A much deeper criticism is that the argument that judges should not decide controversial political issues by invoking vague constitutional language in expansive ways is itself every bit as much a political argument as the position it attacks. To see why this is so, consider two controversial questions: Should every state be represented in the Senate by two senators, regardless of population? And should federal tax rates be raised?

Any lawyer can tell you that the answer to the first question is almost completely constrained by the law, while the second is almost completely unconstrained. Every judge in America might believe, as I do, that the non-representational structure of the Senate has become very bad for American politics, but every judge will tell you that the law requires every state to have exactly two senators, and that nothing can be done about this without first making a fundamental change to our law (by amending the Constitution).

The question of whether federal tax rates should be raised presents the reverse situation: Any judge will tell you that the law has nothing to say about the answer to that question. The first question is a question of law, while the second question is a question of politics—or, to put it another way, the first question can become a question of politics only if we are willing to consider changing the law in a way that would make it one.

The invocation of vague constitutional language to decide controversial political issues—that is, judicial activism—consists precisely in treating political questions as if they were questions answered by the Constitution. Now opponents of judicial activism can offer all sorts of arguments why this is supposedly a bad thing. But note that none of these arguments will be legal arguments, in the sense that it’s a legal argument to point out that the Constitution requires each state to have two senators.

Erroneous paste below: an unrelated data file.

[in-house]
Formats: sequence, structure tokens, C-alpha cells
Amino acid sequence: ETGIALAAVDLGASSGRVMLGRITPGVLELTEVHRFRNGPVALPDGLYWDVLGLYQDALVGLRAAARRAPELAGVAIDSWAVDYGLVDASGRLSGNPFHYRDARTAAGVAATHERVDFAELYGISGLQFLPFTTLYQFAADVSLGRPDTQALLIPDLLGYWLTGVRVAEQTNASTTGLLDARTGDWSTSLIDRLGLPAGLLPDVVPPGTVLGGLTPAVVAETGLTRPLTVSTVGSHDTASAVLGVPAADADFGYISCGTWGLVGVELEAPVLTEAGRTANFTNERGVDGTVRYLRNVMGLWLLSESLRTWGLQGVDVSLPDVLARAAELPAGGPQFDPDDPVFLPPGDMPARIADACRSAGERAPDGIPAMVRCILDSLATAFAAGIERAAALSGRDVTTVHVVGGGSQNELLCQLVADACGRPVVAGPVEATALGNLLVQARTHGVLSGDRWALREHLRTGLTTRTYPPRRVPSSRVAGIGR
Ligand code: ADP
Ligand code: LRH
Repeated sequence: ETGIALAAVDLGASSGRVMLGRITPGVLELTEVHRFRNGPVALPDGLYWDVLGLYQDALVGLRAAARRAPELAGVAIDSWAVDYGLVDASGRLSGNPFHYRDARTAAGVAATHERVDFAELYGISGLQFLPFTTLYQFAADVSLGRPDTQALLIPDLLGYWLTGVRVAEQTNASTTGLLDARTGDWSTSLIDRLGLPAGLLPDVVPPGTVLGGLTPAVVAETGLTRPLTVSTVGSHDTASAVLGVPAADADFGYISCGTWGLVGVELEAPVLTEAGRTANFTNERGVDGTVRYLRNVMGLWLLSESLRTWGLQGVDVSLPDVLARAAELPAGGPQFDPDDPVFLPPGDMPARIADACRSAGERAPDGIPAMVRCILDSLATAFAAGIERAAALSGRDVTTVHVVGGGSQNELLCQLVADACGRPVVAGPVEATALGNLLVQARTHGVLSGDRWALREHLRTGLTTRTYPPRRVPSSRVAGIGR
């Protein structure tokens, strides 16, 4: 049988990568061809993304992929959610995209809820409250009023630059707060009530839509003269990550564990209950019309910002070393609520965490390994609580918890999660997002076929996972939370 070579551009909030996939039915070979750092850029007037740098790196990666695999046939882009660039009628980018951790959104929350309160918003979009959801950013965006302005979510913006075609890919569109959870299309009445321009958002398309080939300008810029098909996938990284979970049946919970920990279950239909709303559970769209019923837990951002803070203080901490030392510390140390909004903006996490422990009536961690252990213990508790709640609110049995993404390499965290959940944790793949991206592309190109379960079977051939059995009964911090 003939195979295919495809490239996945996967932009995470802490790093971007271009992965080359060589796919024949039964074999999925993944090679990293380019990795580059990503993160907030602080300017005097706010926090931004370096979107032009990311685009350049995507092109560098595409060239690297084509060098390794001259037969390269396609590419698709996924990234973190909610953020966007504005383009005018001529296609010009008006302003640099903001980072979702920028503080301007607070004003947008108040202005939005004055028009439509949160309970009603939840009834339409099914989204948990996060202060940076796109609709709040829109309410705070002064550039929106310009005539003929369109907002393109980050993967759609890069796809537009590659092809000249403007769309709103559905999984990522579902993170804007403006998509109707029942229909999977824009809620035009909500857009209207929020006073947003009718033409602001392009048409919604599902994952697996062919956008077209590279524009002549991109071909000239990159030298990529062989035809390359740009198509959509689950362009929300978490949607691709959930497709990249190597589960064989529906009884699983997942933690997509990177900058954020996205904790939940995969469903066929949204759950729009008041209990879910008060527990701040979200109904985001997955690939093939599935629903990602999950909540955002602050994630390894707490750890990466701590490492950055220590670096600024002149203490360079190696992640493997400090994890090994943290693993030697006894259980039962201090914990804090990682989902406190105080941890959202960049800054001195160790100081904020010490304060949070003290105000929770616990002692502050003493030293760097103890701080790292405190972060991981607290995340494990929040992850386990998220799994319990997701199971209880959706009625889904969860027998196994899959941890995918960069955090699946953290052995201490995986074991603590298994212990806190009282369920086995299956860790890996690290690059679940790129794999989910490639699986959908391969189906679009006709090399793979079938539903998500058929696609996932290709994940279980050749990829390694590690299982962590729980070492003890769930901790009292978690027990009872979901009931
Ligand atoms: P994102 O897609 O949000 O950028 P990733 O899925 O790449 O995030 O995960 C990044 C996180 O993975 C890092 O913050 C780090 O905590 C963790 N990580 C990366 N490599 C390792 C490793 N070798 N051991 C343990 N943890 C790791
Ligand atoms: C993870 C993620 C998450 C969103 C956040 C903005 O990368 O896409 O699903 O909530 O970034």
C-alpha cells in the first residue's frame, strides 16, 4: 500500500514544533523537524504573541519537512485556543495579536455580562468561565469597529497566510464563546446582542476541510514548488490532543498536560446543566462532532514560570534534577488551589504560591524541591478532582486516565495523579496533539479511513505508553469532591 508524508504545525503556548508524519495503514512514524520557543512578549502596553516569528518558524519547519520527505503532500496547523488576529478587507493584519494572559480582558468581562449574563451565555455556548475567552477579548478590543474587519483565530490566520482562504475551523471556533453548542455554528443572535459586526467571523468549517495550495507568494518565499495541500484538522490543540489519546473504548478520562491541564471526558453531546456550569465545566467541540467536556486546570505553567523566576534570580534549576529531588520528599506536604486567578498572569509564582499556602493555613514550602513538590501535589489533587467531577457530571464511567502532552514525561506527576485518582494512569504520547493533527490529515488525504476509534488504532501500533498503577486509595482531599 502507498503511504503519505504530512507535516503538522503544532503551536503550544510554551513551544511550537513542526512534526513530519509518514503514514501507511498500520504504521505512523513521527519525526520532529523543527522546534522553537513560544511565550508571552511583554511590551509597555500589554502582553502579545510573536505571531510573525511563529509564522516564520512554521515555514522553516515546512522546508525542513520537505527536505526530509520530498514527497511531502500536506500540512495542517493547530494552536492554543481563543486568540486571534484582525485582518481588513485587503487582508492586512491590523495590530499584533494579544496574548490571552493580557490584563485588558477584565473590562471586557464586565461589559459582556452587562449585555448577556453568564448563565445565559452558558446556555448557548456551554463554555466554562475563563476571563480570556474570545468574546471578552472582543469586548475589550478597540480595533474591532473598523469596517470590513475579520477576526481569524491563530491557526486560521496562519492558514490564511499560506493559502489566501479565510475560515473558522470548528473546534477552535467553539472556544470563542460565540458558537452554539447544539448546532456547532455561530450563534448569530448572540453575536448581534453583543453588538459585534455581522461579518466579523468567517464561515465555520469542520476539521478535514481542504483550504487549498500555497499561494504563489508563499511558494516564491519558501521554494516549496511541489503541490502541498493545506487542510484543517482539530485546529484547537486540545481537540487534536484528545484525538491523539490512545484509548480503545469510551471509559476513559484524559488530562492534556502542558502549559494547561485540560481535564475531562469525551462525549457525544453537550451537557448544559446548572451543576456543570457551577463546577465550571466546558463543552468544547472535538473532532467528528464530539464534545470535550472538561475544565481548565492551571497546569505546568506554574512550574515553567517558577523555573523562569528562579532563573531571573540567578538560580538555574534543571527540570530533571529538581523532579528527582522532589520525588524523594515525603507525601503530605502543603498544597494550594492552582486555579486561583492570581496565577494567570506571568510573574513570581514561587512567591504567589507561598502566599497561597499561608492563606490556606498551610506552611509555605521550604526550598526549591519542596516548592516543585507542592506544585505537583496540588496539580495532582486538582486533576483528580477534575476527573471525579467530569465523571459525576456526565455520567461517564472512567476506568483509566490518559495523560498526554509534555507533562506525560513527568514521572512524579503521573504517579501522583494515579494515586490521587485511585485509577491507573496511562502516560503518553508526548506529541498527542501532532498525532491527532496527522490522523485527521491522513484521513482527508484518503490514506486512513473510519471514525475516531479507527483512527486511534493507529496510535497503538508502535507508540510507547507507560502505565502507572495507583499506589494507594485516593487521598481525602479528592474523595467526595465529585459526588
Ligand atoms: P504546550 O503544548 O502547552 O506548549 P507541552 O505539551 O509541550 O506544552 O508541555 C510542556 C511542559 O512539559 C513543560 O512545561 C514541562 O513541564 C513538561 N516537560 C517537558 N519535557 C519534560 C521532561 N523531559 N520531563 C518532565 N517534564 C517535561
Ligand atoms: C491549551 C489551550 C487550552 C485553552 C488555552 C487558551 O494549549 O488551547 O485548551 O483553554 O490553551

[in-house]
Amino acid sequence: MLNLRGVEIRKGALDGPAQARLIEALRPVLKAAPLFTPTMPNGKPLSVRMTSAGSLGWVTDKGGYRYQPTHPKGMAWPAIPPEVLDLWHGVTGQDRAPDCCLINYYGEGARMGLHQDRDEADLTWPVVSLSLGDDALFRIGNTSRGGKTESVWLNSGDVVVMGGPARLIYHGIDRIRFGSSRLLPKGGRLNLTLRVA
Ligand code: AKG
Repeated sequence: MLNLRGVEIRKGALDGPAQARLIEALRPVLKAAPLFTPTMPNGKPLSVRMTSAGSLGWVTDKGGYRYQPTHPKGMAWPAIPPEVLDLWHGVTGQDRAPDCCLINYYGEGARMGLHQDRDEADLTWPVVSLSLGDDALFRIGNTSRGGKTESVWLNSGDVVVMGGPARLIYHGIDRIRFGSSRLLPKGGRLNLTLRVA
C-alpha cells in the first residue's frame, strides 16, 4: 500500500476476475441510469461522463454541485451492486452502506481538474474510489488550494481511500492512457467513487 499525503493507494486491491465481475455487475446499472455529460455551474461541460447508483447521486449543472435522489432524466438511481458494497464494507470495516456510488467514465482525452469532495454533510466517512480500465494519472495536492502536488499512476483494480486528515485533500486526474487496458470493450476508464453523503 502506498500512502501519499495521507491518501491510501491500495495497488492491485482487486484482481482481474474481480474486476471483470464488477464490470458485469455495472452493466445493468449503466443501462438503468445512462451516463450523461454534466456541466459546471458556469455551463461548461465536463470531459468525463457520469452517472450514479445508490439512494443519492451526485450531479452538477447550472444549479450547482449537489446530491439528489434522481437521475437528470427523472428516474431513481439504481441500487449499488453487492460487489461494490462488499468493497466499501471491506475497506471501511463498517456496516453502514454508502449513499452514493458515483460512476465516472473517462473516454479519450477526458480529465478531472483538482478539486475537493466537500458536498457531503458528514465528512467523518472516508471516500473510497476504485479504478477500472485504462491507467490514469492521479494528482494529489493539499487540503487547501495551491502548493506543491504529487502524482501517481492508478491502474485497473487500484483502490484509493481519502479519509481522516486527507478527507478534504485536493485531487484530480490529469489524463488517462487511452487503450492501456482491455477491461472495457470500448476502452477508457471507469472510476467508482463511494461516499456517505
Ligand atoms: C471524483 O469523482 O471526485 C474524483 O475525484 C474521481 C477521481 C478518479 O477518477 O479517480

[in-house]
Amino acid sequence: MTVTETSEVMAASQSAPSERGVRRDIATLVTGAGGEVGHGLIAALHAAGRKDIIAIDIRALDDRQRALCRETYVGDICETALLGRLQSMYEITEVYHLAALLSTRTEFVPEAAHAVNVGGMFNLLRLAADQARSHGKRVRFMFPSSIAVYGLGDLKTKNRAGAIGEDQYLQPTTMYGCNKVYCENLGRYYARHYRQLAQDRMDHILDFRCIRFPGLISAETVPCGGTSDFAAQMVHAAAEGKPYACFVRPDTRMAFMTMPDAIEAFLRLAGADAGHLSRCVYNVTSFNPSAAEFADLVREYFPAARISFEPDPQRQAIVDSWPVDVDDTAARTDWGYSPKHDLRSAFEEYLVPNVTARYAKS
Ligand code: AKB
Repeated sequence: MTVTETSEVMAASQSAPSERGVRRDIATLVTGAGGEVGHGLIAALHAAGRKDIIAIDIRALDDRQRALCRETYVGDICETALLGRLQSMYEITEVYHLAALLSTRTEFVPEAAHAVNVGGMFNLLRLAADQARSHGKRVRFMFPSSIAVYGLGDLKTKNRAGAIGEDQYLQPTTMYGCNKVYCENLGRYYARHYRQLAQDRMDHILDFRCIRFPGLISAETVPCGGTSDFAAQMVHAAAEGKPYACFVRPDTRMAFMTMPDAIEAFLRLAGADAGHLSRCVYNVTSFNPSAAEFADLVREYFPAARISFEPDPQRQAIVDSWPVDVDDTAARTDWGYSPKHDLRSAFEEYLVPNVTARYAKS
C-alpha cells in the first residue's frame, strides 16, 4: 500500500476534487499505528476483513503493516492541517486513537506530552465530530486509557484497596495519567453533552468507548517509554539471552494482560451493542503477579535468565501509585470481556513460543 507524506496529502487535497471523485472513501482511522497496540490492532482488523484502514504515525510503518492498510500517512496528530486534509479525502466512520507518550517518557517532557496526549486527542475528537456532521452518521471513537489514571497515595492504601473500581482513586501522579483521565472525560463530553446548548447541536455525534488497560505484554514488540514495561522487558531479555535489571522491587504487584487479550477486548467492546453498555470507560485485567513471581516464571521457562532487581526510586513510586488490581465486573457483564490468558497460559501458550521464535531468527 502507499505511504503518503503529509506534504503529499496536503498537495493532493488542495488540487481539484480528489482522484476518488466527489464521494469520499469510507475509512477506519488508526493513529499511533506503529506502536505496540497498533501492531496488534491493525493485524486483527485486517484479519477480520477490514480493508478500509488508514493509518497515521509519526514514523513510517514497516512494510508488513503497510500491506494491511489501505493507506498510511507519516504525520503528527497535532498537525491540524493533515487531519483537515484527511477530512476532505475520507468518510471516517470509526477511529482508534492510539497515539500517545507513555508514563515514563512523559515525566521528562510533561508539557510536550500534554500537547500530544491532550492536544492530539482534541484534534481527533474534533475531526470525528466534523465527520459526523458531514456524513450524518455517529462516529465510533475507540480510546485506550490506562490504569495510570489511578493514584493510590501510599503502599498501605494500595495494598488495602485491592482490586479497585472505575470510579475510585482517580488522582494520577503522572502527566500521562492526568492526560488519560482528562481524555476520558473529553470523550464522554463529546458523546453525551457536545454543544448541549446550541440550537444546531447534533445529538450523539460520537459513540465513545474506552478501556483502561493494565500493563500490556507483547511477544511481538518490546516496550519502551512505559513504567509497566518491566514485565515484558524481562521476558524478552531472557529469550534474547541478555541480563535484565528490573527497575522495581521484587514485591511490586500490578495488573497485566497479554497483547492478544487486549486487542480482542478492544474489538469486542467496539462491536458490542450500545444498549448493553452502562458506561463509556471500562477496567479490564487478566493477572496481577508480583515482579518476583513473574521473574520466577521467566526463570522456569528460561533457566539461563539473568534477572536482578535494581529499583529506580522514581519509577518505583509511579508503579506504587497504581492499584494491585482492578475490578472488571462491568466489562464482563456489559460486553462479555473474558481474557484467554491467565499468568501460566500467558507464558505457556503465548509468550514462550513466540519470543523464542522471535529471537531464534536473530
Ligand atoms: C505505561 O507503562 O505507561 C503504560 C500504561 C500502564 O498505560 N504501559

Given that judicial activism is a central feature of our legal culture, all arguments against it (or for that matter in favor of it) are political arguments, and indeed are no different, in this respect, than arguments about what tax rates should be.

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That said, it presents something of a challenge to construct an argument in favor of a system that gives a single unelected lawyer the power to determine the outcome of a great national controversy. Or, to put the question more directly: Is there a rational basis for the kind of judicial review that leads to conclusions such as that there is no rational basis for the law struck down in Perry?

This is another way of asking why Anthony Kennedy’s views on whether same-sex marriage should be legalized ought to count more than those of all his 310 million fellow citizens combined. The question of same-sex marriage is a purely political question, which has no meaningful legal component whatsoever. (In other words, being a lawyer gives you no advantage over anyone else in getting the answer to this question right.) Indeed, perhaps the most plausible defense for this type of social engineering by judicial fiat is tradition—i.e., that’s just how we’ve always done things in America. Which is rather ironic, given that this is exactly the same argument employed by the opponents of same-sex marriage.

Paul Campos is a professor of law at the University of Colorado at Boulder.